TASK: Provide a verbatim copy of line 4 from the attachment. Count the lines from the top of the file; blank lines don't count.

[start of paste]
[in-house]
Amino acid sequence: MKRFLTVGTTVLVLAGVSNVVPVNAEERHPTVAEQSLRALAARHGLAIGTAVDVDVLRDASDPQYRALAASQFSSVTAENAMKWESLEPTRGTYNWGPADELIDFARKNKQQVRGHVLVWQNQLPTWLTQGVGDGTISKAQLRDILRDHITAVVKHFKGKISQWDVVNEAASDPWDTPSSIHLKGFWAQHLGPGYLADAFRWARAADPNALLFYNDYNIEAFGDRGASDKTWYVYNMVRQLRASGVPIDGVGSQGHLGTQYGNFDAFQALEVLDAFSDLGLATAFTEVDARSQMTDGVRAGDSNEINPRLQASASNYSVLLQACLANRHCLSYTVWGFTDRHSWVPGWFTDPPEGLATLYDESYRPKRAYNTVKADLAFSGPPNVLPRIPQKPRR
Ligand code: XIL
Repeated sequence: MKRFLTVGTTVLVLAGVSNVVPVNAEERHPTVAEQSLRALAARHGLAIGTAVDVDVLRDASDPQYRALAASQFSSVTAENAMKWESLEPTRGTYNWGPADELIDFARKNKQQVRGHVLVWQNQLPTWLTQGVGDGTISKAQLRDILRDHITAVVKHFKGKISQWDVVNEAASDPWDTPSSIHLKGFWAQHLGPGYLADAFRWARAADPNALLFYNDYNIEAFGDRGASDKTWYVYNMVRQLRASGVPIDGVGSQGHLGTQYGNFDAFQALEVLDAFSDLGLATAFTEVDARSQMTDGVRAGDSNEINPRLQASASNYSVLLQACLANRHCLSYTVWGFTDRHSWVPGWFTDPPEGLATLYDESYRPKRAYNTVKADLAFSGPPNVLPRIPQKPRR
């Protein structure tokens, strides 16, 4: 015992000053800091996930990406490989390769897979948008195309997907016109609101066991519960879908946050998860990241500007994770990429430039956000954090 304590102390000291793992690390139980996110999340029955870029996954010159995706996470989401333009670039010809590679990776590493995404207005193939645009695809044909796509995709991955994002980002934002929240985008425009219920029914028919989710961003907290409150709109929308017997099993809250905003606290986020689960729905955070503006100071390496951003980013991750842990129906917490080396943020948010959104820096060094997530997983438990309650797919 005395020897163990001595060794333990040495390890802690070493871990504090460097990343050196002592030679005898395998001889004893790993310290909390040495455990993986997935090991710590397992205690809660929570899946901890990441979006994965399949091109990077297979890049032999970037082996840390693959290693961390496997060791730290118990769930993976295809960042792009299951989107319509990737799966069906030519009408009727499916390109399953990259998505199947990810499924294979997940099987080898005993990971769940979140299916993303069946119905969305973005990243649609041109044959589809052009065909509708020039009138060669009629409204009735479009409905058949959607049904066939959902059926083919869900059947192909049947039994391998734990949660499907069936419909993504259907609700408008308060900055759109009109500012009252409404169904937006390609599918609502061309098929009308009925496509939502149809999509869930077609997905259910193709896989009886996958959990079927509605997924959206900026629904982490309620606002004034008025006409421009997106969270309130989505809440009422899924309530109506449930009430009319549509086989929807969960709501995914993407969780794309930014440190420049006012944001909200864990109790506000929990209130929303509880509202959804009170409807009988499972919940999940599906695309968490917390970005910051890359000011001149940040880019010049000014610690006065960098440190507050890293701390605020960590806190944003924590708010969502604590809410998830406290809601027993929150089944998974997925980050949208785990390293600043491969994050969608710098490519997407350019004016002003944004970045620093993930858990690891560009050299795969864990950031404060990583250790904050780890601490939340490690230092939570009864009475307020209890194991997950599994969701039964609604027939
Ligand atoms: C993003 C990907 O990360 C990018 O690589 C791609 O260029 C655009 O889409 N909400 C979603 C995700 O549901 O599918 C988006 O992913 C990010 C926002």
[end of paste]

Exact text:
Repeated sequence: MKRFLTVGTTVLVLAGVSNVVPVNAEERHPTVAEQSLRALAARHGLAIGTAVDVDVLRDASDPQYRALAASQFSSVTAENAMKWESLEPTRGTYNWGPADELIDFARKNKQQVRGHVLVWQNQLPTWLTQGVGDGTISKAQLRDILRDHITAVVKHFKGKISQWDVVNEAASDPWDTPSSIHLKGFWAQHLGPGYLADAFRWARAADPNALLFYNDYNIEAFGDRGASDKTWYVYNMVRQLRASGVPIDGVGSQGHLGTQYGNFDAFQALEVLDAFSDLGLATAFTEVDARSQMTDGVRAGDSNEINPRLQASASNYSVLLQACLANRHCLSYTVWGFTDRHSWVPGWFTDPPEGLATLYDESYRPKRAYNTVKADLAFSGPPNVLPRIPQKPRR